that neck contractures and scaring can distort anatomy (cricothyroid membrane not palpable; scar tissue hypertrophy) making
cricothyrotomy difficult or impossible.

When airway obstruction occurs the first step is to optimize the conditions: patient positioning, neck extension and chin-lift maneuvers,
oropharyngeal tube insertion, two operator mask ventilation. In this case report, reduced neck mobility and inability to do jaw thrust
maneuver conditioned difficulties to maintain airway patency despite the use of an oropharyngeal tube and maintenance of spontaneous
ventilation. This was a situation of difficult but possible ventilation, not a “can’t ventilate” scenario. If this was the case, our plan also included
the option to proceed with an attempt to insert the laryngeal mask and overcome the obstruction. If not successful, it was assumed the
possibility of a second attempt with a different size LMA. Given the high risk of soft tissue edema this approach should be limited to two
attempts.

There is always the question of how far it is reasonable to go in the difficult airway scenario, should things not go as planned. Patients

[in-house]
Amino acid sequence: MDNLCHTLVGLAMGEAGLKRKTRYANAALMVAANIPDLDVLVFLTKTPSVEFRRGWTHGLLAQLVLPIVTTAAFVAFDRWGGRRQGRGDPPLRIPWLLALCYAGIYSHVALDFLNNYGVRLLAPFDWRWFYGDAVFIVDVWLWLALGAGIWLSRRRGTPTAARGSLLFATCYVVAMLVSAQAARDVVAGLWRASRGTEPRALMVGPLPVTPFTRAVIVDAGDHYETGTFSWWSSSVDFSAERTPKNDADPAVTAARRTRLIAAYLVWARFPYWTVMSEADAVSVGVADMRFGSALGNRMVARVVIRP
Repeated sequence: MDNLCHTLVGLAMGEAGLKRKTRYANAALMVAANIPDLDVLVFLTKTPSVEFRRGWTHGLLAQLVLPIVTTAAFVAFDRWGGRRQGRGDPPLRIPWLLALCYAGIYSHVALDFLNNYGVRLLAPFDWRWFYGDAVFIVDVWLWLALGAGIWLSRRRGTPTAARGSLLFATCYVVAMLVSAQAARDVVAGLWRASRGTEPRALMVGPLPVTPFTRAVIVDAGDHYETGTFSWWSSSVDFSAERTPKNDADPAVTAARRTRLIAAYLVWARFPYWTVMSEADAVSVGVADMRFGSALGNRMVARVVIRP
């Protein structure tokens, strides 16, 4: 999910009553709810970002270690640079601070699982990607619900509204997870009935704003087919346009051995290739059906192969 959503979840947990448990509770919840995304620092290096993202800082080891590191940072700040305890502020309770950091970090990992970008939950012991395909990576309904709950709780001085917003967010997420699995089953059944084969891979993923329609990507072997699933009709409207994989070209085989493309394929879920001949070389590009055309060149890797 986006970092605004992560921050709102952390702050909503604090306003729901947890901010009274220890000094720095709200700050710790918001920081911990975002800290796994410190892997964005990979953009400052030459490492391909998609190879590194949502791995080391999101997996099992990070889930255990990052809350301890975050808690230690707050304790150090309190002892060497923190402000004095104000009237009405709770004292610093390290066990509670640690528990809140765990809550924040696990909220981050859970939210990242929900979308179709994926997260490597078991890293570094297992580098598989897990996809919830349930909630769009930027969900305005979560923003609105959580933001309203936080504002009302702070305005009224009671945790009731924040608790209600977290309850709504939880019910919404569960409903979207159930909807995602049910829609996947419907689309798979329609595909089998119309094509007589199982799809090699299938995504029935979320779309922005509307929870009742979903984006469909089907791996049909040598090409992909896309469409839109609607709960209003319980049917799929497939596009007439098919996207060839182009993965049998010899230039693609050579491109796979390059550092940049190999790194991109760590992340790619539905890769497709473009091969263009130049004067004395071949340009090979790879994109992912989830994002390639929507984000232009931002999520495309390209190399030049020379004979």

recovered from severe head and neck burns may have simultaneously a difficult ventilation and intubation.

Inability to insert the LMA would direct our decision-making plan to a nasal fiberoptic intubation using a specially designed endoscopy mask
to insert the fiberscope in order to keep oxygenation and the volatile anesthetic delivery during spontaneous ventilation. However, if the
“can’t ventilate scenario” was present, it was previously anticipated the possibility of reducing sedation to optimize spontaneous ventilation
and oxygenation and then deepen inhalational anesthesia and advance for a videolaryngoscopy attempt (Glidescope®). In this particular
situation we thought to be critical to maintain spontaneous ventilation, so the use of muscle relaxants was assumed to have a high risk of
degeneration into the “can’t ventilate, can’t intubate scenario”.

Continuing with multiple attempts to intubate would also put the child at that risk. Having in mind these assumptions and the possibility of
failure in an invasive airway approach it was included the decision of waken up the child in this phase of the plan.

Laryngeal mask airway (LMA) may be an excellent airway adjunct for the post burn patient, however, its use for maintaining the airway has a